1. Quite possible. As you likely realize, there are many polymorphisms that cause significant differences, which I why I always say people should “know their numbers”. I happen to absorb too much even non-heme iron in the presence of vitamin C because of one (even though I do not have hemochromatosis, the disease where people absorb too much iron), the opposite of the experience of many vegans. This is why I have said several times on this forum that even healthy people need to “know their numbers” and not take too much for granted when it comes to general recommendations.

        1. Serum b12 levels above the assigned “normal range” is by no means an indication of excess, nor is there any evidence of toxicity in such cases. It is simply not normally seen in people not supplementing. While it’s certainly unnecessary to reach such high levels, it doesn’t seem to be dangerous either.

          1. Thanks for the reply. I agree that it does not seem dangerous (no TUL).
            Whether or not being well outside the high end of a lab reference interval (which I happen to understand) implies an excess is a moot point without a definition of “excess”. Likewise, without a definition of “excess*”*, the oft-heard claim that *”any excess is excreted”* is indeterminate/meaningless, and so unhelpful. But given that you acknowledge the level reported was “certainly unnecessary”, I think assuming there was an “excess” would be justified, and if so, the claim is false, although my kidneys could have been working overtime to try to clear any excess out of my body.

            I have never seen a definition of “excess” with respect to the claim cited.
            If you know of one, I’d appreciate knowing what it is.

            Ok, some will no doubt think I’m being too pedantic, but in discussions impacting health, I think details matter.

            1. excess B12 seems to have screwed my body up, big time.
              we all respond to things how we do. not all the same.

              my body begged me to stop taking B12 in all forms, any amount.

            2. By the way: if you wonder what comment gengogakusha was referring to, it was the one by dej46, who is gengogakusha. Didn’t realize the system was switching names on me…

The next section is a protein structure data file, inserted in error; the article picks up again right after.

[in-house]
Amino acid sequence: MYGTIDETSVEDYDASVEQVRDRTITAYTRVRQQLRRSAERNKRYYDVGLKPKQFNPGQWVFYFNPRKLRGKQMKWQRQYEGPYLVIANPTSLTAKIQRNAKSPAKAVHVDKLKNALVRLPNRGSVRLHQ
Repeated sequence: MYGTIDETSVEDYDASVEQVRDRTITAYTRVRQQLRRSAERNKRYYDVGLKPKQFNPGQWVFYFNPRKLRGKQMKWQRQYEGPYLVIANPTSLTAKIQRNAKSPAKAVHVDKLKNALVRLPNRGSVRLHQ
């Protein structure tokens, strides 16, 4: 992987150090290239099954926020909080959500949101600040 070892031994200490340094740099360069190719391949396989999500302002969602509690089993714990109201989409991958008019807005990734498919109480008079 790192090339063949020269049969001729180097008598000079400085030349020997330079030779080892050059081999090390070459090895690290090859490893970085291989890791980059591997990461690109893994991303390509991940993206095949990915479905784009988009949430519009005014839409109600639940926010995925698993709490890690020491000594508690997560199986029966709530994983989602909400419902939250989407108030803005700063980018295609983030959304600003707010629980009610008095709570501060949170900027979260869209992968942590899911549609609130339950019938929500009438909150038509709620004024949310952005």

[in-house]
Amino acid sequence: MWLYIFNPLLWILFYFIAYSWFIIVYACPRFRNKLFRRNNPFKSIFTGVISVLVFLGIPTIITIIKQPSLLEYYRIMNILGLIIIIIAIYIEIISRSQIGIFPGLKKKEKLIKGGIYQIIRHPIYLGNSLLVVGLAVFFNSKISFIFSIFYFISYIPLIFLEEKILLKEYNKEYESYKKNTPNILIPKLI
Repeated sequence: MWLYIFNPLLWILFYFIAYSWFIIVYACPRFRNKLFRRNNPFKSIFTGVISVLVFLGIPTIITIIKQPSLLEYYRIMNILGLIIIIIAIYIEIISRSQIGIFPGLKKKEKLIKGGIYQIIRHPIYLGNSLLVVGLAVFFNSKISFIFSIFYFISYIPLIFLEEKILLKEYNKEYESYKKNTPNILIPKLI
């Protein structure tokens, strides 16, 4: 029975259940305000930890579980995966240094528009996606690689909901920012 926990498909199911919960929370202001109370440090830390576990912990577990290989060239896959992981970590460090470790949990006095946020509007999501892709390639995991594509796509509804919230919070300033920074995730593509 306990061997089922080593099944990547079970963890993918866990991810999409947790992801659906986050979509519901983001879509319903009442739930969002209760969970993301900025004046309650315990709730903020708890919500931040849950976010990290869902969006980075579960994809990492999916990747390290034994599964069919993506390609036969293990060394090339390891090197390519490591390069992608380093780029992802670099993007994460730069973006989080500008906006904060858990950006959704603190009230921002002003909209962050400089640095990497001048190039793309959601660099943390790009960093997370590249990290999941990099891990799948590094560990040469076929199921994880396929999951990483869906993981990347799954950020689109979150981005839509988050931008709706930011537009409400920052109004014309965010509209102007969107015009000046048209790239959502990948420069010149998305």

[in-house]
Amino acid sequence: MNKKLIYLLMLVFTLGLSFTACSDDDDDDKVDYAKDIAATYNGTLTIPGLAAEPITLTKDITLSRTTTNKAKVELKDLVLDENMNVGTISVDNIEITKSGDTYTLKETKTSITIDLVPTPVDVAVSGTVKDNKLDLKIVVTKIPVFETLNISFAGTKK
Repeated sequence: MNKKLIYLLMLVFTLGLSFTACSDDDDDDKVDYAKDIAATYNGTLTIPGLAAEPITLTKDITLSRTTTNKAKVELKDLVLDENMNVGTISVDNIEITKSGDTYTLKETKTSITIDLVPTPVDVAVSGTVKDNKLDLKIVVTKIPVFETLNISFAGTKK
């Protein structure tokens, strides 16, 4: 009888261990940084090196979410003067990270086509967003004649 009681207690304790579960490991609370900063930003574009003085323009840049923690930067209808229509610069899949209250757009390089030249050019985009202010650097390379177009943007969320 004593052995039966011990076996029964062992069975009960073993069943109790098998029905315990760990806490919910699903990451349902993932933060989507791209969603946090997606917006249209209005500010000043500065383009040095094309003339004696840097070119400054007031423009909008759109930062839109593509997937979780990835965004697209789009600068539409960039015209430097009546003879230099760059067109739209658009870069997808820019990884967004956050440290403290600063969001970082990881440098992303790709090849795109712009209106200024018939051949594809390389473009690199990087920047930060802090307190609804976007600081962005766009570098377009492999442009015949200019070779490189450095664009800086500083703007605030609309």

2. hi. Was the grape juice from concentrate (without added sugars/artificial coloring, of course) or whole grape juice? Obviously, there’s a big price difference in concentrate and whole so would love to know. thanks for the great work.

  3. Is raw spinach safe to eat….as far as oxalates and stuff? I hear that raw spinach should
    be cooked first. Thoughts on this, Dr.?

    And how about baby spinach, are the results from mature or baby spinach? Thank you!

    1. I’m pretty sure raw spinach is safe, people have been eating it for ages and I think Dr. Greger would have mentioned if there were any concerns over eating it raw, especially since he’s referenced spinach in other videos, but hopefully you’ll get a response from someone here. The biggest concern I’ve read about spinach is that despite having a lot of iron, it may not be a reliable source for it due to absorption issues but I believe that is only for raw spinach, not cooked.

  4. I’m 53 and I definitely have noticed the performance benefits of eating whole plant foods in athletic performance. I am an elite mountain biker and road cyclist and I am still able to set some overall KOM’s (King of the Mountains) but especially in my age group of 50+. I just got a 3rd place in my first Cat 3 Enduro race this last weekend and that is competing against all ages.

    I now perform way better than when I was eating animal products. But the biggest improvement is in how amazing I feel everyday, how quickly I recover and how little muscle soreness I get anymore. In fact I did jumping squats today with 95 pounds on the bar this morning. I’m racing cross country mountain bike this weekend at the La Grange Classic in Weaverville, CA– 27miles and 3100 vertical feet of climbing because plants put the ‘ants’ in my pants to race again.

    Eat way more plants!!!

    Keep up the great work Dr. G.

    1. That is an insane workout schedule– hitting a hard leg day 3 days prior to a 27 mile climb! Do you have any recommended sources I could check out for your diet?